01/15/2004 1:00AM

Magna cuts prices for 3 rebate shops


NEW YORK - Magna Entertainment Corp., the beleaguered racing giant whose policies have come under fire recently from horseplayers, has negotiated new deals with at least three rebate shops in the hopes of reviving flagging business at its marquee tracks, racing officials said Thursday.

The agreements will effectively lower the rates that the rebate shops pay for the signals from two Magna tracks, Santa Anita and Gulfstream, according to officials of the Thoroughbred Owners of California, which approved the Santa Anita deal. The new rates were expected to take effect Thursday.

Offtrack handle at the two tracks has plummeted since Santa Anita opened on Dec. 26 and Gulfstream opened on Jan. 3, with business down at least 14 percent at each track. Although Magna officials have not confirmed that the company raised rates this year to rebate shops, other racing officials, including rebate-shop operators, have blamed price increases in large part for the decreases in handle.

Rebate shops refund a large part of the difference between what they pay for signals and the takeout to their biggest customers. Any price increase reduces the amount of money that can be returned to customers.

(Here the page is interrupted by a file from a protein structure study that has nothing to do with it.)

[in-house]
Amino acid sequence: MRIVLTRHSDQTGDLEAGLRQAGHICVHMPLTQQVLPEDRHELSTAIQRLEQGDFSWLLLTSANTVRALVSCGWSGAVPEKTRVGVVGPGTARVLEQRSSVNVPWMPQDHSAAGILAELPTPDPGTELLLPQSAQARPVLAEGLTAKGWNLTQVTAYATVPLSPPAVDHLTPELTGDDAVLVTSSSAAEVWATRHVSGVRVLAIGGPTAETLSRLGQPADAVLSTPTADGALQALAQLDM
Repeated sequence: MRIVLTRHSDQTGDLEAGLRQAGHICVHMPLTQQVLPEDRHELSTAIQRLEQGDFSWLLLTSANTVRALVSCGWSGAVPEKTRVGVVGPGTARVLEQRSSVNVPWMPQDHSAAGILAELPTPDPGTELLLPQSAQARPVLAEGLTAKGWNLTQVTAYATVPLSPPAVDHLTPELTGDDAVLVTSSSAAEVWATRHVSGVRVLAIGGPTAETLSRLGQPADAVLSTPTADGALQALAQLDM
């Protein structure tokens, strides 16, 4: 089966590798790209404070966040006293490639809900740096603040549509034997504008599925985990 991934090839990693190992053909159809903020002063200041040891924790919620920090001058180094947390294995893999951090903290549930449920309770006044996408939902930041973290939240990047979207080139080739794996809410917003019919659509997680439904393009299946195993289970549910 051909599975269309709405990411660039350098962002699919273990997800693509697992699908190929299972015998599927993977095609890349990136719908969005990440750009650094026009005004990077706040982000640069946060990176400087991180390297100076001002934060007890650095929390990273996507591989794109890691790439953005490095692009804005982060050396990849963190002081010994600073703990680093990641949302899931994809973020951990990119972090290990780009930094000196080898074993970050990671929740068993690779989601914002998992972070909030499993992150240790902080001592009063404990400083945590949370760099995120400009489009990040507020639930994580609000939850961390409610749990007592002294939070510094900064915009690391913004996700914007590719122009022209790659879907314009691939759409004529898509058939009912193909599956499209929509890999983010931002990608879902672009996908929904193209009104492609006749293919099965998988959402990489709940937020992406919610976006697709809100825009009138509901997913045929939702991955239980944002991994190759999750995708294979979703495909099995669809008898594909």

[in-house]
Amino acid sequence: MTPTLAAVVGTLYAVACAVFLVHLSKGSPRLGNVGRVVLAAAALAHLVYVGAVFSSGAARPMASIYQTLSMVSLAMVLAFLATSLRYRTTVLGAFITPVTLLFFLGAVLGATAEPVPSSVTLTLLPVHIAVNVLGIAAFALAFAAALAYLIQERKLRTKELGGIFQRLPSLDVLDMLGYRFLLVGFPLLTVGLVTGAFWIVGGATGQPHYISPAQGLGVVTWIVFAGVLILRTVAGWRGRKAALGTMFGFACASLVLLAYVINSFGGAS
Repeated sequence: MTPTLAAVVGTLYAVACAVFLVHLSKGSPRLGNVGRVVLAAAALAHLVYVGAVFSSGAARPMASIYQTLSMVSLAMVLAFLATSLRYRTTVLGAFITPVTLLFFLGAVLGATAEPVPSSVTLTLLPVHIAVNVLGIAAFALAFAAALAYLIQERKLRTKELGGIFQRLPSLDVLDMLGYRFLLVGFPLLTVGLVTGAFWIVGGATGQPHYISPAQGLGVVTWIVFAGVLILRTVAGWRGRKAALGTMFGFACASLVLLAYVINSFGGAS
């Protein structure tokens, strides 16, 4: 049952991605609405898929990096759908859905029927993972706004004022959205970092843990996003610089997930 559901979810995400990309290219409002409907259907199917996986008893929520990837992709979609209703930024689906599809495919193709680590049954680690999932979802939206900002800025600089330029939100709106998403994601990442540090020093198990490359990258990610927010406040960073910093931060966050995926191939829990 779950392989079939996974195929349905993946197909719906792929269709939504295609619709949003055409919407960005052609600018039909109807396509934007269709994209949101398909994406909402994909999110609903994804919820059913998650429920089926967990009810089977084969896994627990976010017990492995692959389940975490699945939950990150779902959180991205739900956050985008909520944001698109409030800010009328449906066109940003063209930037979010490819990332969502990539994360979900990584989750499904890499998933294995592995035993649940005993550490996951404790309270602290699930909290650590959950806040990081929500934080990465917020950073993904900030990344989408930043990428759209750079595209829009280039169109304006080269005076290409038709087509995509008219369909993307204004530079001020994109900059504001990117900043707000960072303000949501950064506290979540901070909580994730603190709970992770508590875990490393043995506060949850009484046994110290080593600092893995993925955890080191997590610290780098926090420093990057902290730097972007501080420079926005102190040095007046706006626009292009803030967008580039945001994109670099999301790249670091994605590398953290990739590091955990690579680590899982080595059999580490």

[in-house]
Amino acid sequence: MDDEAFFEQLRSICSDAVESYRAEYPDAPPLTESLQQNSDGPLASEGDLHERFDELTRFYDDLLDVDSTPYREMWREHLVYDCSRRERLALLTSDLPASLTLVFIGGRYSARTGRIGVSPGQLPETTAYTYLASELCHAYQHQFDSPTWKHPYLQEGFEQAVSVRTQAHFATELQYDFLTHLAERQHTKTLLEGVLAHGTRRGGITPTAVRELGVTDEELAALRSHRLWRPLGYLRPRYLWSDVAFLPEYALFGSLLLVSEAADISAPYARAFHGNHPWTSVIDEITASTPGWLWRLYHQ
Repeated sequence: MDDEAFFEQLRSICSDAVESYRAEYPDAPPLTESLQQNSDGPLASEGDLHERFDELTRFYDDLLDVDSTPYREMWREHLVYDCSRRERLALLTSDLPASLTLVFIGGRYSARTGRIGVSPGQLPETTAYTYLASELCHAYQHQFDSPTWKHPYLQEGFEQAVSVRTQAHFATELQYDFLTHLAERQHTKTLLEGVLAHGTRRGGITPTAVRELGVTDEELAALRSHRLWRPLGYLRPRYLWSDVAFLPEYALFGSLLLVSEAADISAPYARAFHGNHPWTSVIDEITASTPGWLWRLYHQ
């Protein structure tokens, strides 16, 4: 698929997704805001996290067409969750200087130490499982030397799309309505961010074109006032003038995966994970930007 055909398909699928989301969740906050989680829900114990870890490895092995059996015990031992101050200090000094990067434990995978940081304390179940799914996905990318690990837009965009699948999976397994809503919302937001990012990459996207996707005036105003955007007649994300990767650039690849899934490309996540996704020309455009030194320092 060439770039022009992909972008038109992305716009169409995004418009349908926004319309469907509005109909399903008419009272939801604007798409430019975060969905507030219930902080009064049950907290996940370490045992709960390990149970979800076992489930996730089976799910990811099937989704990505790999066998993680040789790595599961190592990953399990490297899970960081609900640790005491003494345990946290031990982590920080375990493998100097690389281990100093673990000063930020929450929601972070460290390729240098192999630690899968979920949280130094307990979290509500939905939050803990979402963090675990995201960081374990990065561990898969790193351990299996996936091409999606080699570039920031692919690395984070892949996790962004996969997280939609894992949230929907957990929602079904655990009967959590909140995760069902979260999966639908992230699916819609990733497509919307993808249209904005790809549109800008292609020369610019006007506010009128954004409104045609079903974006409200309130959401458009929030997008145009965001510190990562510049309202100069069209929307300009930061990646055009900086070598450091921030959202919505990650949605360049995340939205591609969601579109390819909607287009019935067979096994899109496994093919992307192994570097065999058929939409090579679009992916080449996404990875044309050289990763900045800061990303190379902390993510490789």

According to John Van de Kamp, the president of the TOC, the three rebate shops that renegotiated agreements were Racing and Gaming Services, which is based in St. Kitts and is probably the single largest rebate shop to offer U.S. racing; the Tonkwa Native American tribe in Oklahoma; and Holiday Beach in Curacao. Van de Kamp said that handle through RGS had been down "significantly" since Santa Anita opened.

"We think there are incentives now in these agreements that will bring the players back to this meet," said Van de Kamp, who declined to discuss the rates that were being charged. It was not clear whether Magna would renegotiate with other rebate shops.

Andy Kure, the simulcasting coordinator for Magna, did not return a phone call Thursday.